Landslides, sandpiles, and self-organized criticality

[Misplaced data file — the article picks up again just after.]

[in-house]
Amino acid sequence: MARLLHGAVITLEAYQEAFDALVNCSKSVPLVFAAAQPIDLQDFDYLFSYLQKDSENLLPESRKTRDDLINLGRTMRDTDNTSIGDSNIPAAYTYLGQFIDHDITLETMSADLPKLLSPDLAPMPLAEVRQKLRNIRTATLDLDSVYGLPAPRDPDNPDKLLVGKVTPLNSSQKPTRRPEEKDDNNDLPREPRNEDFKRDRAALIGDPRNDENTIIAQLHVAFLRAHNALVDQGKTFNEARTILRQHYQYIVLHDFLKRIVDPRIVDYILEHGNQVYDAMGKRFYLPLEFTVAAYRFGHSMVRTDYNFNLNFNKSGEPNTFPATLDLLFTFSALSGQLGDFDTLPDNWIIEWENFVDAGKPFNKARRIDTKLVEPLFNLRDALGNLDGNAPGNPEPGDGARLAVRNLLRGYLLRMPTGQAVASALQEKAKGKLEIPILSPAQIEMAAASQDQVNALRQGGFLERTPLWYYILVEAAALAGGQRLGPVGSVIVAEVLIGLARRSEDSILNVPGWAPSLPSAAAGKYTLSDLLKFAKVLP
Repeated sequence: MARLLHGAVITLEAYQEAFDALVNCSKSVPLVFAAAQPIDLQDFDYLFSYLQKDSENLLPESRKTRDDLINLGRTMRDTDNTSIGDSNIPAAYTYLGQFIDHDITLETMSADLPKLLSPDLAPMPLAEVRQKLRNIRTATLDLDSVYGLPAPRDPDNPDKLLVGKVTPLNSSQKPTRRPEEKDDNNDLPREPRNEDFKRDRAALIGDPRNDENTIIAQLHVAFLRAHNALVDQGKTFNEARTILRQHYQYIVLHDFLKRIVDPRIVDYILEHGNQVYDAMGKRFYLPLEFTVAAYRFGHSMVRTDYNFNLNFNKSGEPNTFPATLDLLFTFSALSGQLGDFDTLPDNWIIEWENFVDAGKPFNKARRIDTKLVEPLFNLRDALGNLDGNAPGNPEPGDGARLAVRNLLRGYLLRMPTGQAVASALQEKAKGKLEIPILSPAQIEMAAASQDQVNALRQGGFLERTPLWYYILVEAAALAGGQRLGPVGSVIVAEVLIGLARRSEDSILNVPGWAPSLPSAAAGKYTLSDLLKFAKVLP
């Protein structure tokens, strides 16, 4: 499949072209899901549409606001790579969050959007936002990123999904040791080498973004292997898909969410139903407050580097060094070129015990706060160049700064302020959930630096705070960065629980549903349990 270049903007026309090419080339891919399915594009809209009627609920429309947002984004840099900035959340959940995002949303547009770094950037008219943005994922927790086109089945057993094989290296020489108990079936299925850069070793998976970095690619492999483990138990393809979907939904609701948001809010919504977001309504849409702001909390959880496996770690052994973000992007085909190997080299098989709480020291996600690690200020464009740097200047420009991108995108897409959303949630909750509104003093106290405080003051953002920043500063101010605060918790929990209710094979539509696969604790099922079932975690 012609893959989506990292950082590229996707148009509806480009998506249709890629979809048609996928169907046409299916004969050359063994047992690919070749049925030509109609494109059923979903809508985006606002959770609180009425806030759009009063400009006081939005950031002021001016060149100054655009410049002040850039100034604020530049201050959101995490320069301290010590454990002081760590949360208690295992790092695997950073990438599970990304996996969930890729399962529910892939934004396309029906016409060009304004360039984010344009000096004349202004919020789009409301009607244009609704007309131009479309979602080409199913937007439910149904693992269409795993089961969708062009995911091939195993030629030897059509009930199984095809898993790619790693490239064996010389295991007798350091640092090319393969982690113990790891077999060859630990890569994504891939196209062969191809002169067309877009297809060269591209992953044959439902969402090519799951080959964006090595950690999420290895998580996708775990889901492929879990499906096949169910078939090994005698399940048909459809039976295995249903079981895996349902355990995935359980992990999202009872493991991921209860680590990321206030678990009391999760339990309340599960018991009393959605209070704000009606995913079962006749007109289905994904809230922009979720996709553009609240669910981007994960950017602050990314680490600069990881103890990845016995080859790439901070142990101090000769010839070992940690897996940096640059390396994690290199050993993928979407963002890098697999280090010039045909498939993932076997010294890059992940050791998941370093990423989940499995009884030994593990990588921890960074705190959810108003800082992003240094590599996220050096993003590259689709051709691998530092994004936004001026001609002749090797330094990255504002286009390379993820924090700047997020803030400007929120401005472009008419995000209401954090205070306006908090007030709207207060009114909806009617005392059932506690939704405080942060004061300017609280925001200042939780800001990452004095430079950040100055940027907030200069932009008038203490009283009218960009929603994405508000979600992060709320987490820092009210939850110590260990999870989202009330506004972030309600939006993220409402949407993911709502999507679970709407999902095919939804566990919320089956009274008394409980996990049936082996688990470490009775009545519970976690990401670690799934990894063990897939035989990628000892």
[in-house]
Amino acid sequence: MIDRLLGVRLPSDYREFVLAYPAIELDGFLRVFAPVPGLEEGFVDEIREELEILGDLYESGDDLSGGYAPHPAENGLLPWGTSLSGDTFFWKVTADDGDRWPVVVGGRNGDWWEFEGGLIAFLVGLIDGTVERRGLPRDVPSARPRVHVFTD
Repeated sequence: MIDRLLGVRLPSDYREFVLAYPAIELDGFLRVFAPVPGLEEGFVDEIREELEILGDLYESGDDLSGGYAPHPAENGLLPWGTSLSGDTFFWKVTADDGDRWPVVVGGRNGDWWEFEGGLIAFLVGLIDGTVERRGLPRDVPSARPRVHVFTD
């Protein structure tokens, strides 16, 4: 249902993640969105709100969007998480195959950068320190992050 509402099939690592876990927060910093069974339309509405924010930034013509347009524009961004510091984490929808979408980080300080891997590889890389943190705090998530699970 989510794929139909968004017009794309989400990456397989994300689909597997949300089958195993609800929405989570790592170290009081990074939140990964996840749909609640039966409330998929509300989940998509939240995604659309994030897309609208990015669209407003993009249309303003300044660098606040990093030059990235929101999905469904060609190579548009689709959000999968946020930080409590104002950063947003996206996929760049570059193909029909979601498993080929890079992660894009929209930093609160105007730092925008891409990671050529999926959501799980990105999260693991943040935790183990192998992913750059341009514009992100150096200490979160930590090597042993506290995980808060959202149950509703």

Abstract. Power-law distributions of landslides and rockfalls observed under various conditions suggest a relationship of mass movements to self-organized criticality (SOC). The exponents of the distributions show a considerable variability, but neither a unique correlation to the geological or climatic situation nor to the triggering mechanism has been found. Comparing the observed size distributions with models of SOC may help to understand the origin of the variation in the exponent and finally help to distinguish the governing components in long-term landslide dynamics. However, the three most widespread SOC models either overestimate the number of large events drastically or cannot be consistently related to the physics of mass movements. Introducing the process of time-dependent weakening on a long time scale brings the results closer to the observed statistics, so that time-dependent weakening may play a major part in the long-term dynamics of mass movements.